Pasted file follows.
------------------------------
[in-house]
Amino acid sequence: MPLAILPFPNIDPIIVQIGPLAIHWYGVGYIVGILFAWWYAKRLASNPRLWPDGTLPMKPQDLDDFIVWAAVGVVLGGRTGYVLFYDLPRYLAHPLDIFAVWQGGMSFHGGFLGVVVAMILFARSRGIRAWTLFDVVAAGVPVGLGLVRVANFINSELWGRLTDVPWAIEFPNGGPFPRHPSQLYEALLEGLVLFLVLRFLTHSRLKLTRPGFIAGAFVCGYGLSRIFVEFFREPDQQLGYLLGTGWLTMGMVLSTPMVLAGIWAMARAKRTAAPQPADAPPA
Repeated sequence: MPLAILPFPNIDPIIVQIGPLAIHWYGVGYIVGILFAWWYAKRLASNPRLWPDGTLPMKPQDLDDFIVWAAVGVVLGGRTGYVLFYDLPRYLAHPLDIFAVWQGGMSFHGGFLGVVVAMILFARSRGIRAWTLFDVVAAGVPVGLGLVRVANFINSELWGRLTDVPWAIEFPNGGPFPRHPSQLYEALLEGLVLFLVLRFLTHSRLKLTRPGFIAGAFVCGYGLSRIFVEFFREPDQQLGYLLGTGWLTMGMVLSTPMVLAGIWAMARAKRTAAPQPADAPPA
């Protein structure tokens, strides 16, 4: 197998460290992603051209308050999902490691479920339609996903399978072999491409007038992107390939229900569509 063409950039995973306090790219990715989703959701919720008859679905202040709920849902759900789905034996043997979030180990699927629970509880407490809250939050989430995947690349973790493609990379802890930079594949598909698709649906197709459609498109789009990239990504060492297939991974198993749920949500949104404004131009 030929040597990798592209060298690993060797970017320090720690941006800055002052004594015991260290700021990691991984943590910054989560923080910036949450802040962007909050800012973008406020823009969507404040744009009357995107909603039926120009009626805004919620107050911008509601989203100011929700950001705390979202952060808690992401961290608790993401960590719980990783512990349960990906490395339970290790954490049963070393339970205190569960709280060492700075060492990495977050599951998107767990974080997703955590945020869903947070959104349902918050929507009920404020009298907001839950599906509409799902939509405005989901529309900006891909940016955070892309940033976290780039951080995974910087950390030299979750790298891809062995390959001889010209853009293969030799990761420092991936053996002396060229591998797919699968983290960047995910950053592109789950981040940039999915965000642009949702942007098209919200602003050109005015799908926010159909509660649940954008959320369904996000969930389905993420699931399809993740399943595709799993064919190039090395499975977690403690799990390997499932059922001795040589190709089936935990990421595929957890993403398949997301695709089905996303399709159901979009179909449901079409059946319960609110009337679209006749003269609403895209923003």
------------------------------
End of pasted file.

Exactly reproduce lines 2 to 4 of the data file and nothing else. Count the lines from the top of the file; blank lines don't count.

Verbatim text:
Amino acid sequence: MPLAILPFPNIDPIIVQIGPLAIHWYGVGYIVGILFAWWYAKRLASNPRLWPDGTLPMKPQDLDDFIVWAAVGVVLGGRTGYVLFYDLPRYLAHPLDIFAVWQGGMSFHGGFLGVVVAMILFARSRGIRAWTLFDVVAAGVPVGLGLVRVANFINSELWGRLTDVPWAIEFPNGGPFPRHPSQLYEALLEGLVLFLVLRFLTHSRLKLTRPGFIAGAFVCGYGLSRIFVEFFREPDQQLGYLLGTGWLTMGMVLSTPMVLAGIWAMARAKRTAAPQPADAPPA
Repeated sequence: MPLAILPFPNIDPIIVQIGPLAIHWYGVGYIVGILFAWWYAKRLASNPRLWPDGTLPMKPQDLDDFIVWAAVGVVLGGRTGYVLFYDLPRYLAHPLDIFAVWQGGMSFHGGFLGVVVAMILFARSRGIRAWTLFDVVAAGVPVGLGLVRVANFINSELWGRLTDVPWAIEFPNGGPFPRHPSQLYEALLEGLVLFLVLRFLTHSRLKLTRPGFIAGAFVCGYGLSRIFVEFFREPDQQLGYLLGTGWLTMGMVLSTPMVLAGIWAMARAKRTAAPQPADAPPA
């Protein structure tokens, strides 16, 4: 197998460290992603051209308050999902490691479920339609996903399978072999491409007038992107390939229900569509 063409950039995973306090790219990715989703959701919720008859679905202040709920849902759900789905034996043997979030180990699927629970509880407490809250939050989430995947690349973790493609990379802890930079594949598909698709649906197709459609498109789009990239990504060492297939991974198993749920949500949104404004131009 030929040597990798592209060298690993060797970017320090720690941006800055002052004594015991260290700021990691991984943590910054989560923080910036949450802040962007909050800012973008406020823009969507404040744009009357995107909603039926120009009626805004919620107050911008509601989203100011929700950001705390979202952060808690992401961290608790993401960590719980990783512990349960990906490395339970290790954490049963070393339970205190569960709280060492700075060492990495977050599951998107767990974080997703955590945020869903947070959104349902918050929507009920404020009298907001839950599906509409799902939509405005989901529309900006891909940016955070892309940033976290780039951080995974910087950390030299979750790298891809062995390959001889010209853009293969030799990761420092991936053996002396060229591998797919699968983290960047995910950053592109789950981040940039999915965000642009949702942007098209919200602003050109005015799908926010159909509660649940954008959320369904996000969930389905993420699931399809993740399943595709799993064919190039090395499975977690403690799990390997499932059922001795040589190709089936935990990421595929957890993403398949997301695709089905996303399709159901979009179909449901079409059946319960609110009337679209006749003269609403895209923003």